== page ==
The voting systems used in Vermont are optical scan, paper ballots and vote by phone.

Optical Scan: With this system, you will receive a card or sheet of paper, which you take over to a private table or booth. The card has the names of the various candidates and ballot measures printed on it. With a pen or pencil you fill in a little box or circle or the space between two arrows. When you are finished filling out all the cards, you may bring the cards over to a ballot box, where poll workers will show you how to put the cards in the box. Or in some places, you may feed the completed cards or papers into a computer device that checks your card or paper right there at the polling place to make sure you have voted the way you want to and counts the votes.

Paper Ballots: Paper ballots are one of the oldest ways of voting in America. They are still used in a few places on Election Day. When you come to the polling place, you will get a paper ballot from the poll worker. You take it to the voting booth, and use a pen or pencil to mark a box next to your candidate and issue choices. You then drop the marked ballot into a sealed ballot box.

Vote by Phone: The Help America Vote Act (HAVA) required states to implement voting systems that are accessible for individuals with disabilities and permit voters who are blind or visually-impaired to cast their votes privately and independently. The vote-by-phone system purchased by the State of Vermont is designed to meet this mandate. When you go to your polling place and check in at the entrance checklist, indicate that you wish to use the vote-by-phone system. A poll worker uses a designated telephone to call the system, enters the poll worker and ballot access IDs to bring up the appropriate ballot, then gives the phone to you and leaves the voting booth. The system reads the ballot to you and, after you makes ballot selections using the telephone key pad, the system prints out a paper ballot at the office of the secretary of state. The paper ballot is automatically scanned and can be played back to you for verification upon your request. You may decide to cast it or discard it and revote.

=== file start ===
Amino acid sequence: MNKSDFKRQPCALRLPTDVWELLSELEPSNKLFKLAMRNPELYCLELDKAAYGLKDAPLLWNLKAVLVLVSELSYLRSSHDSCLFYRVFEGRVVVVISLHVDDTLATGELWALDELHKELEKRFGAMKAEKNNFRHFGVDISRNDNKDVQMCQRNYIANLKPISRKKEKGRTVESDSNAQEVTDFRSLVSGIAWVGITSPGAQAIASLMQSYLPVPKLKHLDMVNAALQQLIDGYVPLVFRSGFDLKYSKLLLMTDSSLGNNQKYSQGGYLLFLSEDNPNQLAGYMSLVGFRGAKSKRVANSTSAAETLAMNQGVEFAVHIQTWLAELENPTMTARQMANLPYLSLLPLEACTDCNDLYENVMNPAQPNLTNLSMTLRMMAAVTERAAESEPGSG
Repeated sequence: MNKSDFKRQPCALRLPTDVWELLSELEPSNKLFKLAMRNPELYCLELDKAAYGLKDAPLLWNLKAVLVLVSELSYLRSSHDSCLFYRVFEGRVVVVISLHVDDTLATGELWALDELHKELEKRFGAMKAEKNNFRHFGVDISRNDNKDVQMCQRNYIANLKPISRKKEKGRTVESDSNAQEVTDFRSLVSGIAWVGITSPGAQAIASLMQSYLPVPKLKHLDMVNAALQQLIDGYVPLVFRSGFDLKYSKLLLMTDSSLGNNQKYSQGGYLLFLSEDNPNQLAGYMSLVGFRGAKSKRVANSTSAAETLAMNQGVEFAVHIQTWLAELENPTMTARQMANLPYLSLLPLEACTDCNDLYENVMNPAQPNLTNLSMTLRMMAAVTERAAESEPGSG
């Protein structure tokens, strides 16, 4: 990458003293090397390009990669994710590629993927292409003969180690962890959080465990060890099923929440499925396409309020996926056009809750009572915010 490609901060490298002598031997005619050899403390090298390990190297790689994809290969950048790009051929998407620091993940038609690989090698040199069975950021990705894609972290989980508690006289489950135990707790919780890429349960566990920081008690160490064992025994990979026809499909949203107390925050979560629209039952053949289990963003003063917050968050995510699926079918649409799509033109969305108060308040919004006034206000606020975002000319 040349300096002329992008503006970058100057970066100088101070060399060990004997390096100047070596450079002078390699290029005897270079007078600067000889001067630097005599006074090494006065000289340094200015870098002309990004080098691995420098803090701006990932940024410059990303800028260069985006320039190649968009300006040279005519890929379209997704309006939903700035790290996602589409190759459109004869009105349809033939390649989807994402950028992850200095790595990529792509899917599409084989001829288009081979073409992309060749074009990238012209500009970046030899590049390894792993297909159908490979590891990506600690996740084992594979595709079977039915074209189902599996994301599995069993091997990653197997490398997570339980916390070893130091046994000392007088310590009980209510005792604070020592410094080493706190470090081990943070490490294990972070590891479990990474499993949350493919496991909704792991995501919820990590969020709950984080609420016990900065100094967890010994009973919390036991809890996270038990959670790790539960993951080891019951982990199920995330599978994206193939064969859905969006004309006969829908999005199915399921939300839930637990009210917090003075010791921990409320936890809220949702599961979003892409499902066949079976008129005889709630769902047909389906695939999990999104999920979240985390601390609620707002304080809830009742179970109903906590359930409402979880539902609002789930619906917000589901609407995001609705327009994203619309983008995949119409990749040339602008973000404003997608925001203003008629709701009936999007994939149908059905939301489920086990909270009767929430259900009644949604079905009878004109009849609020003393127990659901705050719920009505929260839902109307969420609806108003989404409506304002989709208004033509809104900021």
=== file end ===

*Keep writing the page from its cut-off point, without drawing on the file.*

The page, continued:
The vote by phone system permits you to practice voting on the system prior to Election Day. You will be able to use any touchtone telephone to call into the system and practice voting to familiarize yourself with the contests and candidates on your ballot. To try out the system and practice voting your ballot, call your local county clerk to get the ballot access 3 digit # for your voting district. Then call (866) 486-3838 to listen and practice voting on the same ballot that you will hear and vote on Election Day. You can call in and practice as many times as you want.

All phone calls are answered by a computer system located at a secure location controlled by authorized election officials. The computer will only permit access to the system from phone numbers that have been entered into the system prior to the election, and only after the proper poll worker and ballot access ID numbers have been entered. The vote-by-phone system will be pre-tested before every election to ensure accurate programming. The system makes no use of the Internet or any other data network, so the system cannot be hacked. The only system input comes from DTMF tones, the distinct sounds generated by the telephone when its buttons are pressed. The vote-by-phone system produces a voter-verified paper ballot for every vote cast and the process can be monitored by observers.

You can learn more about voting systems by checking out the Elections Assistance Commission's (EAC) resource.